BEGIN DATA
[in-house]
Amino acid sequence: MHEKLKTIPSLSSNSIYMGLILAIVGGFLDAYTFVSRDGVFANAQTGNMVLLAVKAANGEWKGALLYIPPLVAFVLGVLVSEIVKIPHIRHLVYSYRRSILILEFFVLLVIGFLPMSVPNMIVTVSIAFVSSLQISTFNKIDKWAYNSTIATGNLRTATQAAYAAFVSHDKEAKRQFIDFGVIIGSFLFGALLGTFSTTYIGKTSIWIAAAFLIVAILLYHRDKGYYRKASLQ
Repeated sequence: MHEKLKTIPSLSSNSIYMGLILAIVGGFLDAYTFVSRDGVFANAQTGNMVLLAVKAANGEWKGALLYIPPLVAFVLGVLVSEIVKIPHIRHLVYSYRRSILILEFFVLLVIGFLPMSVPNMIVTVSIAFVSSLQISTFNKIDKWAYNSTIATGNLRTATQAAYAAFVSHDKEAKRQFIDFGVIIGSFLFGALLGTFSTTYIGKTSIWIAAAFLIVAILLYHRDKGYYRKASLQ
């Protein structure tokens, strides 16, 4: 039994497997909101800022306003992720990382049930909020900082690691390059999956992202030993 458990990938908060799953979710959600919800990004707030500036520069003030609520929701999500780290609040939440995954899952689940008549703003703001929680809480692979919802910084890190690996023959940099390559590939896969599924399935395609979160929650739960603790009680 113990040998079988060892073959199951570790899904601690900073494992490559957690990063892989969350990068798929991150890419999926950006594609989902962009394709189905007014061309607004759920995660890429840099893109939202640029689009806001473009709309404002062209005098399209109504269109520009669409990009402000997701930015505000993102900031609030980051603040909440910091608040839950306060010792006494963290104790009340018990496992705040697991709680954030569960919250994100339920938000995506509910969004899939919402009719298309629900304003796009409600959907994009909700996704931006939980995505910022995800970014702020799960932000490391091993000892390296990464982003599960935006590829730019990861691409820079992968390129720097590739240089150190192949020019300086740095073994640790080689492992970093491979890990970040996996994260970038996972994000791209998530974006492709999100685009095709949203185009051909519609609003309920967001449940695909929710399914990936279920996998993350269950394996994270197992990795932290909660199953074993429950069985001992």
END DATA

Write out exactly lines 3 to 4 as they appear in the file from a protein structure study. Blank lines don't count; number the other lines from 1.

Repeated sequence: MHEKLKTIPSLSSNSIYMGLILAIVGGFLDAYTFVSRDGVFANAQTGNMVLLAVKAANGEWKGALLYIPPLVAFVLGVLVSEIVKIPHIRHLVYSYRRSILILEFFVLLVIGFLPMSVPNMIVTVSIAFVSSLQISTFNKIDKWAYNSTIATGNLRTATQAAYAAFVSHDKEAKRQFIDFGVIIGSFLFGALLGTFSTTYIGKTSIWIAAAFLIVAILLYHRDKGYYRKASLQ
């Protein structure tokens, strides 16, 4: 039994497997909101800022306003992720990382049930909020900082690691390059999956992202030993 458990990938908060799953979710959600919800990004707030500036520069003030609520929701999500780290609040939440995954899952689940008549703003703001929680809480692979919802910084890190690996023959940099390559590939896969599924399935395609979160929650739960603790009680 113990040998079988060892073959199951570790899904601690900073494992490559957690990063892989969350990068798929991150890419999926950006594609989902962009394709189905007014061309607004759920995660890429840099893109939202640029689009806001473009709309404002062209005098399209109504269109520009669409990009402000997701930015505000993102900031609030980051603040909440910091608040839950306060010792006494963290104790009340018990496992705040697991709680954030569960919250994100339920938000995506509910969004899939919402009719298309629900304003796009409600959907994009909700996704931006939980995505910022995800970014702020799960932000490391091993000892390296990464982003599960935006590829730019990861691409820079992968390129720097590739240089150190192949020019300086740095073994640790080689492992970093491979890990970040996996994260970038996972994000791209998530974006492709999100685009095709949203185009051909519609609003309920967001449940695909929710399914990936279920996998993350269950394996994270197992990795932290909660199953074993429950069985001992």